It is still another object of the present invention to provide a solar heating device with a superheater, to provide the heated fluids with additional energy to prevent premature condensation from occurring.
It is a further objective of this invention to provide a solar heating system which has no secondary power source and therefore is economical and mobile.
It is yet another objective of this invention to provide a solar heating system which can deliver heated fluids downwardly and while having the capability to retrieve and recycle said fluids without secondary power sources and without the use of capillary action.DESCRIPTION OF THE DRAWINGS AND PREFERRED EMBODIMENT
This invention consists of a liquid vaporizing chamber which may be hemispherically shaped, though cylindrical and flat plate types may also be utilized, whereby the rays from the sun, reflected or direct, strike the outer surface of the chamber and vaporize the liquid contained therein. A liquid entry port and vapor exit port is provided with suitable valve arrangements whereby liquid introduced into the chamber is vaporized, for example water may be vaporized into steam, and the steam then passes through the exiting port and is directed to a desired location to be utilized, for example, in cooking.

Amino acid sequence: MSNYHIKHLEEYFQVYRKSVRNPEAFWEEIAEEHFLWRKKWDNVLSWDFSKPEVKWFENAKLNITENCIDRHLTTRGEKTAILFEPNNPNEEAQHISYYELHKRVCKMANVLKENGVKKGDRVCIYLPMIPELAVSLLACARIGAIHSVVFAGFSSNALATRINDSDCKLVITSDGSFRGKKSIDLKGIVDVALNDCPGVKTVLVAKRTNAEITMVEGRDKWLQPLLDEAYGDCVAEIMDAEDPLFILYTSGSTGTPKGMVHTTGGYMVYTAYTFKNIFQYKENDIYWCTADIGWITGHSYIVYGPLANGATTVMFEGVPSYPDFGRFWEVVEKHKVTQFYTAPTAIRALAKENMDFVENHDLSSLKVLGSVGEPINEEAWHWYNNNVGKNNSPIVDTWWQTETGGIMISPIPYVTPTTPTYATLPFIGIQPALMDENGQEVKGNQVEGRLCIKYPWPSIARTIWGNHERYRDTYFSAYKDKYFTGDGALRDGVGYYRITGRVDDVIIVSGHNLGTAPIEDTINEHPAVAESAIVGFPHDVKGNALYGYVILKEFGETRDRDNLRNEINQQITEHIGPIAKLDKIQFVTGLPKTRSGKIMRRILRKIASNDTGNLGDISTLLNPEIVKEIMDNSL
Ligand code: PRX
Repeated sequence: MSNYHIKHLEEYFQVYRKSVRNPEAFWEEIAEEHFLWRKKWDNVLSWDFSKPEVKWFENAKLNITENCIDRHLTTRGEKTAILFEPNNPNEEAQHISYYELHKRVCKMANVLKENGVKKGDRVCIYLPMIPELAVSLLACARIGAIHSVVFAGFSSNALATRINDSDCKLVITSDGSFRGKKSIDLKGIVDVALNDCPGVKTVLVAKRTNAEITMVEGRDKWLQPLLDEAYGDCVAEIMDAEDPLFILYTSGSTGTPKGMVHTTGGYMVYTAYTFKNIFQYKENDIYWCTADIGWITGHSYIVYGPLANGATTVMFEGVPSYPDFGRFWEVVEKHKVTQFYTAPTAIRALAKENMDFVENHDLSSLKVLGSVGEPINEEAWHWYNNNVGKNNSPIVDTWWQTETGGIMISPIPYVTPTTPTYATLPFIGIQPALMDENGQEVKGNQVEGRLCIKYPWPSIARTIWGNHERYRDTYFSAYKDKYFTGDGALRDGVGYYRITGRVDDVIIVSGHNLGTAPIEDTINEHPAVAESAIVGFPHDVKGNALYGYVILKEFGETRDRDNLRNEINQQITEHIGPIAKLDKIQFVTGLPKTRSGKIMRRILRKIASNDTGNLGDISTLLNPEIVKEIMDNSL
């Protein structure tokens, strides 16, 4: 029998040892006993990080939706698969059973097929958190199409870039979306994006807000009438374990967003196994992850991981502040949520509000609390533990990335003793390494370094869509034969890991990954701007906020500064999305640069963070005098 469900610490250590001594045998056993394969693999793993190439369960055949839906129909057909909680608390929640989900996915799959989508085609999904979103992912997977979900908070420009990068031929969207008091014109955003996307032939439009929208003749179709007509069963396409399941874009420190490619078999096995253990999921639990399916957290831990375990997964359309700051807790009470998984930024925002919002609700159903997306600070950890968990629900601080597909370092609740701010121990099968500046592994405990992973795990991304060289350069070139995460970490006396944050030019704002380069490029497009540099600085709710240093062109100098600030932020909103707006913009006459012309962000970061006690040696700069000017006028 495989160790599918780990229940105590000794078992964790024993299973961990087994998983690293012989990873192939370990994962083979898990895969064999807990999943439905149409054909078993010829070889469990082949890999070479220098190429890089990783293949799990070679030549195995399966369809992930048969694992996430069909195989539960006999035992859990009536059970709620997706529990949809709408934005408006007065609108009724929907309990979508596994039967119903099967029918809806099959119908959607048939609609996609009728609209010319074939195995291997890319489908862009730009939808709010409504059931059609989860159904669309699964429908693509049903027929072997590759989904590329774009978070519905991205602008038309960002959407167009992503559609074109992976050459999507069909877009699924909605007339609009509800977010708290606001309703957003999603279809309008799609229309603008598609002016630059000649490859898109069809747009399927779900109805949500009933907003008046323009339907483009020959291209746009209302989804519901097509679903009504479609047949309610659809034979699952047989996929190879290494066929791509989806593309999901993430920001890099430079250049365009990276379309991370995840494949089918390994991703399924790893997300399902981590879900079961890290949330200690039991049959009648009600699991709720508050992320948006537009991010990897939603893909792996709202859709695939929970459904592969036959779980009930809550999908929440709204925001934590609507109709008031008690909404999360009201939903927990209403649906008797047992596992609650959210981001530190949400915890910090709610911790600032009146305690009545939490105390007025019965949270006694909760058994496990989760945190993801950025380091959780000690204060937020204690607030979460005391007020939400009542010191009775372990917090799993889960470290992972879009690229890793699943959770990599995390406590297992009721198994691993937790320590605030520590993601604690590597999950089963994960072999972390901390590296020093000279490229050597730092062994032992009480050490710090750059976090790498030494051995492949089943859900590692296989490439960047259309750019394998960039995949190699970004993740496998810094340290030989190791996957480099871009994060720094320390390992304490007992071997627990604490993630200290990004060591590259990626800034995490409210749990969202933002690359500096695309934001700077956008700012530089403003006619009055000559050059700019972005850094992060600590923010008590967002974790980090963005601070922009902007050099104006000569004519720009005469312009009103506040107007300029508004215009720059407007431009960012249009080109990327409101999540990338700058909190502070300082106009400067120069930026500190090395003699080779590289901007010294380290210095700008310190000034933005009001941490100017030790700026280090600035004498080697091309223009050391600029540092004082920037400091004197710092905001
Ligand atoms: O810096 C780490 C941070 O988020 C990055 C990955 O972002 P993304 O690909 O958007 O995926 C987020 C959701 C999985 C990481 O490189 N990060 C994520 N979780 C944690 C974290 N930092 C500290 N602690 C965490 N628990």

As the rays of the sun strike the heating chamber, pressure develops inside the chamber due to the increasing temperature and forces the valve mechanism in juxtaposition to the exit port to open, allowing the steam to enter the discharge pipes where it is directed to a predetermined location away from the heating chamber.
Various valve arrangements may be utilized which allow the liquid entry port to open, allowing more liquid to be delivered to the heating chamber, while simultaneously closing the vapor exiting port following escapement of the steam, or other vapors from suitable liquids employed. Such an arrangement would allow liquid to enter the valve chamber to await entry into the heating chamber, while simultaneously opening the vapor exiting port to allow escapement of the steam or other vapors from the heating chamber.
In another embodiment, the heating chamber may be equipped with a superheater to further heat the vapors after they exit from the heating chamber so that they will remain free from suspended droplets of liquid. The superheater consists of an additional chamber in which the steam or vapor is subjected to additional radiation by the sun absent contact with the liquid, thus raising the vapor's temperature without simultaneously raising its pressure to the saturation point.